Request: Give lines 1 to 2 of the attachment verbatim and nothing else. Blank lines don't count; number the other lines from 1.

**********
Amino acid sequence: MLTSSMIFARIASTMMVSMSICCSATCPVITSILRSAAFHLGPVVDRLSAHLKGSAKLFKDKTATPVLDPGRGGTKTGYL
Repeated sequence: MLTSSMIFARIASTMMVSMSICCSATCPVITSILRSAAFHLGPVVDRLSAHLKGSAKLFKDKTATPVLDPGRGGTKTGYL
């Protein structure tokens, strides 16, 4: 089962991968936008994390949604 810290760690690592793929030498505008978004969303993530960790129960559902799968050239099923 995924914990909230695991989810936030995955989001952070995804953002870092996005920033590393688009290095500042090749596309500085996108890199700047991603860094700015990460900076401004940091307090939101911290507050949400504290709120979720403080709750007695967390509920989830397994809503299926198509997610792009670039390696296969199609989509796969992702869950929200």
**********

Amino acid sequence: MLTSSMIFARIASTMMVSMSICCSATCPVITSILRSAAFHLGPVVDRLSAHLKGSAKLFKDKTATPVLDPGRGGTKTGYL
Repeated sequence: MLTSSMIFARIASTMMVSMSICCSATCPVITSILRSAAFHLGPVVDRLSAHLKGSAKLFKDKTATPVLDPGRGGTKTGYL